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Students drop beats at the 4th annual Mix-Off competition

Finalists+clap+and+congratulate+each+other+as+the+winner+and+runner+ups+of+the+2018+Mix-Off+competition+were+being+announced+on+Feb.+20+in+the+STEM+lab.
Finalists clap and congratulate each other as the winner and runner ups of the 2018 Mix-Off competition were being announced on Feb. 20 in the STEM lab.

Finalists clap and congratulate each other as the winner and runner ups of the 2018 Mix-Off competition were being announced on Feb. 20 in the STEM lab.

Photo by Eunice Alpasan

Photo by Eunice Alpasan

Finalists clap and congratulate each other as the winner and runner ups of the 2018 Mix-Off competition were being announced on Feb. 20 in the STEM lab.

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When hip-hop trio Migos released their third studio album “Culture II” in late January, it became an inspiration for Henry Landgraff, Div. 056, in his Media Computation class.

“I was listening to it and I was like, ‘You know, I could make a beat like this,’” Landgraff said.

On Feb. 20, the computer science department held its fourth annual Mix-Off competition in the STEM lab after school. Songs created by six students taking Media Computation were put in a head-to-head battle to be chosen as the winner through votes cast by students also attending the Mix-Off.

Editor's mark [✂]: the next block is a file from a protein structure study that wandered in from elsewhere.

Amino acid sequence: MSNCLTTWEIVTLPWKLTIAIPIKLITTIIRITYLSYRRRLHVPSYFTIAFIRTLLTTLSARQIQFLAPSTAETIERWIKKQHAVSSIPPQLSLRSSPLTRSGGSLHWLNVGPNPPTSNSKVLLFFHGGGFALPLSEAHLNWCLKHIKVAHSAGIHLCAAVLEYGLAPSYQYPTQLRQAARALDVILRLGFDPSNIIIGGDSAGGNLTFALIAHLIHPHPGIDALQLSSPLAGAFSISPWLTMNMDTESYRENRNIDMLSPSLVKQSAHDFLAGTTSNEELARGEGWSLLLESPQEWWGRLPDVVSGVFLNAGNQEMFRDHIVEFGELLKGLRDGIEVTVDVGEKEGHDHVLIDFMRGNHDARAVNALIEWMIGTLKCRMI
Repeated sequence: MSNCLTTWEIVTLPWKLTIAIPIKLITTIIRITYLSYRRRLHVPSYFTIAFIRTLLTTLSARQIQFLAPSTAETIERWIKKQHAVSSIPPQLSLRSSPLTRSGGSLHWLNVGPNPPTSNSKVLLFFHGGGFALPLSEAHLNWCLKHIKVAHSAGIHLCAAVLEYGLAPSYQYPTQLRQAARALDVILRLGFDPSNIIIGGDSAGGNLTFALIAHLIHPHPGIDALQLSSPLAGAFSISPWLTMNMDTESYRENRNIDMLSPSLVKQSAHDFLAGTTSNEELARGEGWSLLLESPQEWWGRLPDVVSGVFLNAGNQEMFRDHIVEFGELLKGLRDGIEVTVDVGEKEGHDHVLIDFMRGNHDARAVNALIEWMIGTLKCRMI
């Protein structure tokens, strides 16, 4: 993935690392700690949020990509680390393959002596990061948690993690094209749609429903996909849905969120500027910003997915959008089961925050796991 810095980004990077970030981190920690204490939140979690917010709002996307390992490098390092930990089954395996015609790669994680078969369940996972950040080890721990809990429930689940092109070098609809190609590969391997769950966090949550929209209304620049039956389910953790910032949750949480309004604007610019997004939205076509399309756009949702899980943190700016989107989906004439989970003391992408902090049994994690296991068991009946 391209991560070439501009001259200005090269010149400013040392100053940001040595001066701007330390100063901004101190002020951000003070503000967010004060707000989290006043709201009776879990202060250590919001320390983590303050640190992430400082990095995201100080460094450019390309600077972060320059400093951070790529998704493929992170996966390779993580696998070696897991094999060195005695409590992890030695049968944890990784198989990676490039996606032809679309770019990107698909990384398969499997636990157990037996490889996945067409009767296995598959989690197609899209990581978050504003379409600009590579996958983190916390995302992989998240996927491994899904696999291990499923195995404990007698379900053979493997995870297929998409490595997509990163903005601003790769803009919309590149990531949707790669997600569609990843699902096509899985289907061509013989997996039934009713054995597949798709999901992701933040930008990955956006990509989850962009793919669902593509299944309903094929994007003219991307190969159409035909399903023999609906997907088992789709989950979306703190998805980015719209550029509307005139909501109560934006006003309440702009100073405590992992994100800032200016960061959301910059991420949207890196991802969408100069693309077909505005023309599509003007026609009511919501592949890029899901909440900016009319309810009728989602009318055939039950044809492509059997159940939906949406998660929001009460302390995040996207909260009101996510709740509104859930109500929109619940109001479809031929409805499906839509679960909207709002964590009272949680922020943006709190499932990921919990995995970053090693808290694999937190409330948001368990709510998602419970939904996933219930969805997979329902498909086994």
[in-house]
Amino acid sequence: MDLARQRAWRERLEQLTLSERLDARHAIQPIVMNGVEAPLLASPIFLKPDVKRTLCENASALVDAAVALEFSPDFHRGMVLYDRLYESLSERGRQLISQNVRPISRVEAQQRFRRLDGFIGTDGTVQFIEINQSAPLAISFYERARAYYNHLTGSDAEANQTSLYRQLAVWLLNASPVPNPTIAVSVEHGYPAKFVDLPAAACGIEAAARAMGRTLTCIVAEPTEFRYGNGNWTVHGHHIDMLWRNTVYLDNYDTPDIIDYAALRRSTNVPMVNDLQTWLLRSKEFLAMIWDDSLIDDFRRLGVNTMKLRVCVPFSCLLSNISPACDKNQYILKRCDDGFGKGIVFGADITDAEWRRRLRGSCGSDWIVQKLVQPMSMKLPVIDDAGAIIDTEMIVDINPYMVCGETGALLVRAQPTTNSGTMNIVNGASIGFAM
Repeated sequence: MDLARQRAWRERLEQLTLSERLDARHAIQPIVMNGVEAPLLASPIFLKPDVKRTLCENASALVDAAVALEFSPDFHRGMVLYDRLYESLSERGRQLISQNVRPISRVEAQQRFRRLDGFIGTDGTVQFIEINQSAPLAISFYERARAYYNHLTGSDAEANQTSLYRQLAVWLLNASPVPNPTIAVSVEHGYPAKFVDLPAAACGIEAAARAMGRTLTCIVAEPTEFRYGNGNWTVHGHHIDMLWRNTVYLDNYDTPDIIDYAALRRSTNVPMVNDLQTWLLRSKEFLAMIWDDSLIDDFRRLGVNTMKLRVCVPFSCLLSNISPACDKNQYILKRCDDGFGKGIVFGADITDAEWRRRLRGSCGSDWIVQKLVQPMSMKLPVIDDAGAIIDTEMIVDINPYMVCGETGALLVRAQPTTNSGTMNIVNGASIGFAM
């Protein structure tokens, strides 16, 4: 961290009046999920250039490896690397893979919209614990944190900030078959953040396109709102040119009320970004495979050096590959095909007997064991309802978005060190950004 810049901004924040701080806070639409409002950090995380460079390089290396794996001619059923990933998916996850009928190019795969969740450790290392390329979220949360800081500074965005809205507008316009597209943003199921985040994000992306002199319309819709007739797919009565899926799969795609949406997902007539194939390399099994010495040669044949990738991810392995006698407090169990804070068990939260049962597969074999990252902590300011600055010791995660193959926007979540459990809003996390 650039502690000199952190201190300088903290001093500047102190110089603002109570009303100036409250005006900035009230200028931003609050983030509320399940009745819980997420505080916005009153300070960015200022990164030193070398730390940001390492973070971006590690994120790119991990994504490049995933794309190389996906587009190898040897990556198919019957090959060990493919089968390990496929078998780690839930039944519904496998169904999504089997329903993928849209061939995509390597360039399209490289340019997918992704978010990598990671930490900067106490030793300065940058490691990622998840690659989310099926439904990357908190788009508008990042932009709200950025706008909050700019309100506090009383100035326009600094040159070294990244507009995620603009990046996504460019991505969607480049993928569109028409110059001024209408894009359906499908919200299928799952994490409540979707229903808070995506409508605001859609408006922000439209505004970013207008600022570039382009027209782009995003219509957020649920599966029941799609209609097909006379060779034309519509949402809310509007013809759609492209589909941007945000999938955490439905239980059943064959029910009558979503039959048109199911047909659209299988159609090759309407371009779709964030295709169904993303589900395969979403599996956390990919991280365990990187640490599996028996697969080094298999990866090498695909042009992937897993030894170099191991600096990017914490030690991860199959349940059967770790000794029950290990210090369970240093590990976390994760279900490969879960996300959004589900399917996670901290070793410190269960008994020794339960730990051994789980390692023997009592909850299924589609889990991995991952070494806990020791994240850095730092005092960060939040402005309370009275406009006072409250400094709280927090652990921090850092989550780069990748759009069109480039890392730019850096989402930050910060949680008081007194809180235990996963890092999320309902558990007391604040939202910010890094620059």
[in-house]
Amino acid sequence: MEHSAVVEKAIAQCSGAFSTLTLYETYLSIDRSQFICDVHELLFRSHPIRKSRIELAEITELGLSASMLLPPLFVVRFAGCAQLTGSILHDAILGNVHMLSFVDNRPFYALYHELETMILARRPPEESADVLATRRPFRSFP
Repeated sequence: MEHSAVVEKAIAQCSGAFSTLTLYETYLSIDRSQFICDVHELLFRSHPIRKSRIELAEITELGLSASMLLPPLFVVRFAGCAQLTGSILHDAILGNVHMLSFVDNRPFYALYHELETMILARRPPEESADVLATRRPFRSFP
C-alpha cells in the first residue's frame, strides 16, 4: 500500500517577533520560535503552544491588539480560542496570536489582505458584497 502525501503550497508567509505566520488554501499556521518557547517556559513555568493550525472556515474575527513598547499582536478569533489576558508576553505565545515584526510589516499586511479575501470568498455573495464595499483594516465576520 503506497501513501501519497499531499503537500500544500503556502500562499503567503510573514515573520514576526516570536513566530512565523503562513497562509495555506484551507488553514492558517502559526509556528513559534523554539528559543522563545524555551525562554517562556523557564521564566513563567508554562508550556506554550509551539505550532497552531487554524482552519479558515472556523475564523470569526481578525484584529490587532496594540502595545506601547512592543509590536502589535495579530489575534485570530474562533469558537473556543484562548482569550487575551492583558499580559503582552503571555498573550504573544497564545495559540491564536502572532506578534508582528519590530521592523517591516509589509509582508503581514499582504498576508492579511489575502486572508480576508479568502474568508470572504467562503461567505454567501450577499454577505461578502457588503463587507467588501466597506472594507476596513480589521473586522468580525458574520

The three finalists would have their name put on a banner displayed in the Media Computation class, and the overall Mix-Off winner would win a pizza party for their class.

“I think that it lets students really become invested in their work in the classroom,” Ms. Wozniak, Media Computation teacher, said. “I feel like having a competition sometimes can give students more of an investment in what they’re creating.”

The competitors who were chosen by students in their Media Computation class prepared two songs in the case that they make it to the final round.

However, only three students got to advance to the final round.

“There’s a bit of a gamble in this,” Wozniak said. “If you play your best song and you get to the final round, your second song might not be good enough to get you first, so you really have to have two solid songs in this competition to win.”

Media Computation is an introductory programming class offered in the computer science department. Students in the class learn the programming language Python through different forms of media, such as music, images and animations, Wozniak said.